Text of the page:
Cheap imports on receiving end

THE government made a guarantee yesterday to protect local industries against cheap and sub-standard imports as the Census of Industrial Production (CIP) 2013 showed that there were 49,243 industries in the country, most of which are small-scale establishments.

Findings of the census showed further that among the existing factories, 47,921 were small-scale industries (representing 97.3 per cent) whilst 1,322 were large-scale factories (2.7 per cent). It states further the number of industries surged to 50,656 by the year 2014.

At the unveiling of the census in Dar es Salam yesterday, the Minister for Industry, Trade and Investments, Mr Charles Mwijage, pledged government support for local industries and at the same time warned of tough actions against cheap and substandard imports.

“These imports (low-priced and inferior) are hurting our industries and thus the government will see into it that there is a level playing field for local industries and imported goods,” Mr Mwijage affirmed.

He cited a recent incident where over 100 containers were cleared at the Dar es Salaam Port without undergoing inspections by the Tanzania Bureau of Standards (TBS).

“I will continue making inspections at the Dar es Salaam Port and other entry points to ensure that fake products do not make their way in Tanzania at the expense of our local factories,” Mr Mwijage stated.

The minister went on to instruct the National Bureau of Statistics (NBS) to conduct a survey on the number of industries, which have been established since the Fifth Phase Government came to power late last year.

Presenting findings of the survey earlier, Principal Statistician at the National Bureau of Statistics (NBS), Mr Fadhili Khalfani, said the industrial production was averaged at 63.0 per cent against their installed capacities. “Much as large-scale factories are a drop in the ocean as compared to small-scale ones, they employ 53 per cent of the labour force in the industrial sector and 65 per cent of their produce were sold in the domestic market,” Mr Khalfani explained.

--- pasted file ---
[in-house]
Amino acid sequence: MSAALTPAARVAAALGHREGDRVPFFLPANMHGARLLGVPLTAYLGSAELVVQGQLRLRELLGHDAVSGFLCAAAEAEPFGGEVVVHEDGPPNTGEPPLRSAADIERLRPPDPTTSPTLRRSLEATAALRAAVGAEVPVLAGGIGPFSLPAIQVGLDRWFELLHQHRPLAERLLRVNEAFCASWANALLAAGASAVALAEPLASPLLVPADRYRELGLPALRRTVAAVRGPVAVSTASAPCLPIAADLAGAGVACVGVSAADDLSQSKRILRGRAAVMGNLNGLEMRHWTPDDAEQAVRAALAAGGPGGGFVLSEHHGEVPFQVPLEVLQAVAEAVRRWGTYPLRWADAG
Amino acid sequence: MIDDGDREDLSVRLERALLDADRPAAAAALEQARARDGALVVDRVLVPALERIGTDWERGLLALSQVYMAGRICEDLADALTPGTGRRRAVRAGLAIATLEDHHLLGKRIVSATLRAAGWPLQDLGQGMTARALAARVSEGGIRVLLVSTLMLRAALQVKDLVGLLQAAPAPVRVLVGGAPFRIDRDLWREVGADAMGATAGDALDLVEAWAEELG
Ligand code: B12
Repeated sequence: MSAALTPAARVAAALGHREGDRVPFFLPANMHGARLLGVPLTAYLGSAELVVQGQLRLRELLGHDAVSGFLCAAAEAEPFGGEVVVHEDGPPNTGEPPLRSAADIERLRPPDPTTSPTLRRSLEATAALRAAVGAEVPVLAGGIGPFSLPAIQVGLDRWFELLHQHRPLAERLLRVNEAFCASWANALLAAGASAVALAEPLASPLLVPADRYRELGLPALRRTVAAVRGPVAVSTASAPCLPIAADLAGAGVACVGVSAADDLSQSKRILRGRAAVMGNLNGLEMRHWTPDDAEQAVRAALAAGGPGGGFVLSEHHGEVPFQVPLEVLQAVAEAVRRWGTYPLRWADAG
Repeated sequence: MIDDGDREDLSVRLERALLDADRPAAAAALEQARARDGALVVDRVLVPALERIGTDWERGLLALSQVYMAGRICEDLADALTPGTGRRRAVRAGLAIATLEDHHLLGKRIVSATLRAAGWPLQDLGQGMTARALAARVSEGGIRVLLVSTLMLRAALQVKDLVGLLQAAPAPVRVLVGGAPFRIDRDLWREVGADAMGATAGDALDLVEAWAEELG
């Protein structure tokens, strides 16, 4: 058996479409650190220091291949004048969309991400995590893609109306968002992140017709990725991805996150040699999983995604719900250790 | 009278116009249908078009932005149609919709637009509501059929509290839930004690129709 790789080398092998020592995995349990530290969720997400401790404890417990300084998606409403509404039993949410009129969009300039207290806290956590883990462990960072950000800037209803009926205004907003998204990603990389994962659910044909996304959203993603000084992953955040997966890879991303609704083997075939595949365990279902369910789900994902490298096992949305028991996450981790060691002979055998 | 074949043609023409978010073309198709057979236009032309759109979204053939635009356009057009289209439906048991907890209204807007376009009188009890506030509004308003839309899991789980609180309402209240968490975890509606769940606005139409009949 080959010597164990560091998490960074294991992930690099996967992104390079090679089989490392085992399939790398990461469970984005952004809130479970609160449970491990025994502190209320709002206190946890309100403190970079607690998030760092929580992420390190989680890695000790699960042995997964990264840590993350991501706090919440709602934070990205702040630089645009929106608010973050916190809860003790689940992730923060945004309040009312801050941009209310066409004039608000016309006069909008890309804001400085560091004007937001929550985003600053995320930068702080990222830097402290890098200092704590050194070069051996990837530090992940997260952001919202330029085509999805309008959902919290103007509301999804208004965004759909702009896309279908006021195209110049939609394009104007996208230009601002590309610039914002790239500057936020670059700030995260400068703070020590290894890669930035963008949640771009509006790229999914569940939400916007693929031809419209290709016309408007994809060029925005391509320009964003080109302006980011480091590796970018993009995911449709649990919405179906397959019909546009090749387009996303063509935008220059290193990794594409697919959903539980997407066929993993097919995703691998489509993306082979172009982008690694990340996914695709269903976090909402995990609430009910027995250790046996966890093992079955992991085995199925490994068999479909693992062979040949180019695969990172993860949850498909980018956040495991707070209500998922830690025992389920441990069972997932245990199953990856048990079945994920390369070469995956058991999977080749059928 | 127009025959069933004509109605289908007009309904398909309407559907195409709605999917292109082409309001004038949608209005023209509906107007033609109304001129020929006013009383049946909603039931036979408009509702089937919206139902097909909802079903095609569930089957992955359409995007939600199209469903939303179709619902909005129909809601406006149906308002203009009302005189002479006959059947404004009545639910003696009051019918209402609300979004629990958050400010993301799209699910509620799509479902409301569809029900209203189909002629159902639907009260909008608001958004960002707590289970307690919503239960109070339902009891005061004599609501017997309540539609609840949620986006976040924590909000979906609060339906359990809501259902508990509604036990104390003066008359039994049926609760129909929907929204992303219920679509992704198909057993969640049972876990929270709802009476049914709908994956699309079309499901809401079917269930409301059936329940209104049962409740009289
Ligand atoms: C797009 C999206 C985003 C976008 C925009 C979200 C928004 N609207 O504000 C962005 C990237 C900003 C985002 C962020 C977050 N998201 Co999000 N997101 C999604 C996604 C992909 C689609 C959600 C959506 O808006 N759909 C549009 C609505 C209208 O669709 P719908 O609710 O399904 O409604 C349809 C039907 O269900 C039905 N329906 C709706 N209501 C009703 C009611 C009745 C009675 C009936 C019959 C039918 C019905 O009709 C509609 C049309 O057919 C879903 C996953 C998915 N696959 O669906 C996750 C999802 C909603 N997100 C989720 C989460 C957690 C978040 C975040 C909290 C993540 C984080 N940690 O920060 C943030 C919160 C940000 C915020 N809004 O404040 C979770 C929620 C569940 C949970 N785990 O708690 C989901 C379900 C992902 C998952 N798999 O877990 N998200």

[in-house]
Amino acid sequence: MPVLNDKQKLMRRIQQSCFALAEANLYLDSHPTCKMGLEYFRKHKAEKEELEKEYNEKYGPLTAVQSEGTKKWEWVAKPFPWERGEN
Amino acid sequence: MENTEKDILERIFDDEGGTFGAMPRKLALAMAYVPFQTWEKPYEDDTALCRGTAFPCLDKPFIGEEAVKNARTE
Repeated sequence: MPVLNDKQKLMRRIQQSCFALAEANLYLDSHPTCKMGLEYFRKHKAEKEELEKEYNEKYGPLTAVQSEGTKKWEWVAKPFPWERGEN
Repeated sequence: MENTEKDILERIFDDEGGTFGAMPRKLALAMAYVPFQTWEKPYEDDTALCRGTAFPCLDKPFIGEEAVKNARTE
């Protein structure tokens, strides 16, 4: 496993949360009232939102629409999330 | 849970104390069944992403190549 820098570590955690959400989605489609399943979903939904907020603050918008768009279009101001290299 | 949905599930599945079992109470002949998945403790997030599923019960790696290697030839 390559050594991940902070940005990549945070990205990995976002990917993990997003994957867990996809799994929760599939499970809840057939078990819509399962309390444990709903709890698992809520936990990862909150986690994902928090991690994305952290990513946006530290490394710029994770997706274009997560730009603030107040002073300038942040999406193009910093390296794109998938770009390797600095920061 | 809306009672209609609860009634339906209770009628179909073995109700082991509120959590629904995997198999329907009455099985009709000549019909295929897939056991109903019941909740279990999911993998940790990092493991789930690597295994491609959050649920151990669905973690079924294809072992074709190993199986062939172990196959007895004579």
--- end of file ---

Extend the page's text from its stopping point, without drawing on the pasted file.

The manufacturing sector, according to findings of the survey, was the leading segment for employing a large chunk of employees in the industrial sector with a record 231,099 work force. Many of these are food processing plants.

Among the 1,322 largescale factories, 988 were engaged in manufacturing whereas 210 were engaged in mining and quarrying. Water supply and waste management (87), electricity, gas, steam and air conditioning constituted of 27 establishments. The objective of the census was to generate relevant and updated industrial information to be used to assess the contribution of the industrial sector in the economy.

On the other hand, a principal economist from the Ministry of Industry, Trade and Investment, Mr Valency Mutakyamirwa, cited poor technology, shortage of raw materials and high operation costs as among challenges facing the industrial sector in Tanzania.

Mr Mutakyamirwa noted as well that only 30 per cent of micro and small-scale factories were registered, urging the owners to seek operating licences from the Business Registration and Licensing Agency (BRELA). Speaking at the occasion, the Director General of NBS, Dr Albina Chuwa, said the 2013 census was the fourth to be conducted since the country attained her independence in 1961.

“Previous census were conducted in 1963, 1978 and in 1989. However, we have been conducting annual industrial production survey since the last census in 1989,” Dr Chuwa explained.

The country’s top statistician on the other hand, warned of legal actions against people who will mislead the public by misinterpreting the data, contrary to the Statistics Act of 2015.

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